TORONTO — Most players thrive in stable environments, where expectations are clear and roles are defined.
Jonathan Osorio didn't have that luxury for the first three years of his professional career.
Now 24 years old and in his fifth season with Toronto FC, Osorio became a professional during a tumultuous time in the club's checkered history. As a 20-year-old rookie looking to break in with the first team in early 2013 after joining TFC's academy just months prior, Osorio joined a preseason training camp that didn't even have its head coach for the first few weeks. Ryan Nelsen had agreed to become Toronto's head coach in January 2013, but he spent the early part of that preseason playing as a central defender for then-Premier League side QPR.
It was that unprecedented scenario that served as the backdrop for Osorio's rookie campaign, as the neophyte professional vied for a job under the auspices of an equally inexperienced coach.
Osorio did win himself a first-team job that year, and since then he has gone on to become the player with the most appearances in TFC's history. And while things have stabilized at the club recently, it was a rocky road at first for the young player.
With Nelsen learning on the job, Osorio found himself utilized at many different positions during his rookie campaign. Too good to be kept off the field, but not obviously good enough to be kept at any one position for a struggling side, Osorio bounced around the pitch until he found his form.
"I think in the first year with Ryan Nelsen I started off playing in the middle of a two-man midfield, and then when I really got going is when they moved me out wide," Osorio told Goal. "Moving me out wide just allowed me to see the whole field so everything was in front of me and I could see everything happening, and that helped me a lot to transition back into the [central] midfield."
Osorio credits his time without a set position under Nelsen as helping him to adjust to different on-field situations. When Nelsen was fired in September 2014 and replaced by current boss Greg Vanney, Osorio didn't miss a beat.
"With Greg we started playing in the diamond and I was playing at the side of the diamond, and that was a bit of a change for me as well," Osorio said. "Something I had to adapt to."
It didn't stop there, however.
"I also tried a little bit of the top of the diamond, which allowed me to be more attacking, and now that we're playing in a new formation, it's more of a No. 8 role," Osorio added. "I think it's my best role. I think being box-to-box, both ways, is what I'm best at. Obviously I'm more offensive-minded but I think I've improved a lot defensively over the years."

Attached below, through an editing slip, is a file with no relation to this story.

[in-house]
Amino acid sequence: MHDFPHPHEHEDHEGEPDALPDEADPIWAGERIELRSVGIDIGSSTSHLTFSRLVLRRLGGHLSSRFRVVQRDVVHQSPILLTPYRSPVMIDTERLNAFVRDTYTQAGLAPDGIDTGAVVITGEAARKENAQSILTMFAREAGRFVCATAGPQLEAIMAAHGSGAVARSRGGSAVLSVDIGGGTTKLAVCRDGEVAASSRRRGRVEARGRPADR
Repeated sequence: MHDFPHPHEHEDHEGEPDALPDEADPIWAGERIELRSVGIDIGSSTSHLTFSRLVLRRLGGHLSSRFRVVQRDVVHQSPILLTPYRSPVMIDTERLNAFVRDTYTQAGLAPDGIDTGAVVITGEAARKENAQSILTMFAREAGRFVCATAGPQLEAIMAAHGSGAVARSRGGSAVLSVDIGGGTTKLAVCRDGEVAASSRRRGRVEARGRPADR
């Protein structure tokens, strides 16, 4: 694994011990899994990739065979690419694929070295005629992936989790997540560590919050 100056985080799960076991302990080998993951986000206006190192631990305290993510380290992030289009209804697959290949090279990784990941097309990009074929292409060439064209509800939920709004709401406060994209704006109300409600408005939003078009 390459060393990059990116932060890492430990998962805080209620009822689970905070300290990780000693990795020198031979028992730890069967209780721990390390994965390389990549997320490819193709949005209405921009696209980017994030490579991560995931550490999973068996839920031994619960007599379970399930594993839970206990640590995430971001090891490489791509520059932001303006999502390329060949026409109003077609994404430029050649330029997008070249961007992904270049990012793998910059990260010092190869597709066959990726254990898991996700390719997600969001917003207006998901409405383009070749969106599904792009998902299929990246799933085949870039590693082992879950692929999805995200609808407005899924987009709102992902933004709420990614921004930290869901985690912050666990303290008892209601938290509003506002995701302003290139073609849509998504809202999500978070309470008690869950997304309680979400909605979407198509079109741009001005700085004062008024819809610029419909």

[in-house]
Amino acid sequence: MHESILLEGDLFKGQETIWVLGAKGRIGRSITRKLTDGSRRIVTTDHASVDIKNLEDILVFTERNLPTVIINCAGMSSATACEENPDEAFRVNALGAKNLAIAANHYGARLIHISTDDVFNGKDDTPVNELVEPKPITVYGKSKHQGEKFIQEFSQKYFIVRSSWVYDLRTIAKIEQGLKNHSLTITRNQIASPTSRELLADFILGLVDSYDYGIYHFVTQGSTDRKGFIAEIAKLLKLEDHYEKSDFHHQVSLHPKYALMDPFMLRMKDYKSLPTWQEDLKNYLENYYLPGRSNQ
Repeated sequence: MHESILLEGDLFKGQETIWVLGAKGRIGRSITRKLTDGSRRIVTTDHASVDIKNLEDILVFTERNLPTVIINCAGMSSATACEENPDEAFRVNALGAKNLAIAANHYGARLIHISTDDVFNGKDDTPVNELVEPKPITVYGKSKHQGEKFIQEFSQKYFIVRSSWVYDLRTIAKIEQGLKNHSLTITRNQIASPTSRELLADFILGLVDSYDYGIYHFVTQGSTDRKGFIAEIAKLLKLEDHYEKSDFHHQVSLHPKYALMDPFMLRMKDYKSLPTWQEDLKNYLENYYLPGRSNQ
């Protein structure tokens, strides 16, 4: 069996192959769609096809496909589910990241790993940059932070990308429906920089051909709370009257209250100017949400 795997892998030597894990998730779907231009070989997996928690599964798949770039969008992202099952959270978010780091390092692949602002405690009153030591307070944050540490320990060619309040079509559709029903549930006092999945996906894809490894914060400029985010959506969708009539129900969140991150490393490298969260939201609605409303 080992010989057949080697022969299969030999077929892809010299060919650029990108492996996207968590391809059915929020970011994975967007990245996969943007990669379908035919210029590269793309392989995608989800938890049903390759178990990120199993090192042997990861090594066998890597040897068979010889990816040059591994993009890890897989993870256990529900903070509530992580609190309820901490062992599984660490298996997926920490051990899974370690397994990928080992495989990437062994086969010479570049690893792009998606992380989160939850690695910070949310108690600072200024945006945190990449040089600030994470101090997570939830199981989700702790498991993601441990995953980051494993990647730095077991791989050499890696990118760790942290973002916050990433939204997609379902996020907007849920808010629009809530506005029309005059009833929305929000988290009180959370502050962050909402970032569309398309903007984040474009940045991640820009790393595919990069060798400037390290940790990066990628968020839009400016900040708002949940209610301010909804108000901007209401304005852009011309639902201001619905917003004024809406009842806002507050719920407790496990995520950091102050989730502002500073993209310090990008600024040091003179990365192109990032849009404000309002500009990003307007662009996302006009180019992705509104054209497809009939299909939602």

Along with Osorio's changing positions came wholesale changes in personnel over the four seasons he has been with TFC, and the constant turnover eventually led to improvement on the field for the team. While that has been a net positive, it also meant more competition for Osorio's spot in the lineup.
"Over the years the club has brought in guys to play in the same position as I play in, and that's only made me get better as a player," Osorio said. "It's made me be more competitive in training to win my position. So far, [with] everybody they've brought in I've found a way to stay on the field. All that is good for me."
As someone who has thrived with change throughout his career thus far, Osorio said he welcomes the competition that accompanies an improving side with rising expectations.
"This team has gotten a lot better and came a long way since the first year I was playing," he said. "There's a lot of competition at every position and that's how the team has gotten better."
With TFC finally settling down and becoming one of the elite clubs in MLS — thanks, ironically, in large part to stability in the front office and among the player personnel — Osorio sees his next challenge not in trying to prove himself alongside a revolving door of teammates and formations, but rather through improvement in what he already does well.
"I think keeping the team in possession is my biggest strength," Osorio said. "My feet, my technical ability, I feel that is really, really good. All these things, all my strengths, I want to keep improving."
Another part of becoming a better professional is the ability to identify weaknesses, as well as dealing with the kind of criticism that is part of playing for a club in a market the size of Toronto — especially as a hometown kid on a team viewed as championship calibre.
Osorio acknowledges his finishing ability as his biggest weakness, adding that it's "pretty clear" that's where most of the criticism of his game has come from fans and the media.
"I would say that the thing that needs most improving is just the final product," Osorio said. "Getting more stats — more goals, more assists — and completing the final product. I think I have everything before that, I think I get into good positions, I create dangerous occasions, I just have to improve on finishing them off."
Vanney has made Osorio one of the first names on his team sheet over the course of his time as TFC boss, but even the head coach has publicly spoken about Osorio's ability to become more "goal dangerous" as the key factor that will thrust the midfielder into the next level.
It's something Osorio himself is keenly aware of, and he says he's working on it.
"I think I'm doing a good job of getting into these [more advanced] places and I think the amount of times that I am dangerous now has increased over the years, and that just comes with experience," Osorio said. "The final stages and the finished product, I think if I can [add that] to my game I'll turn a lot of heads."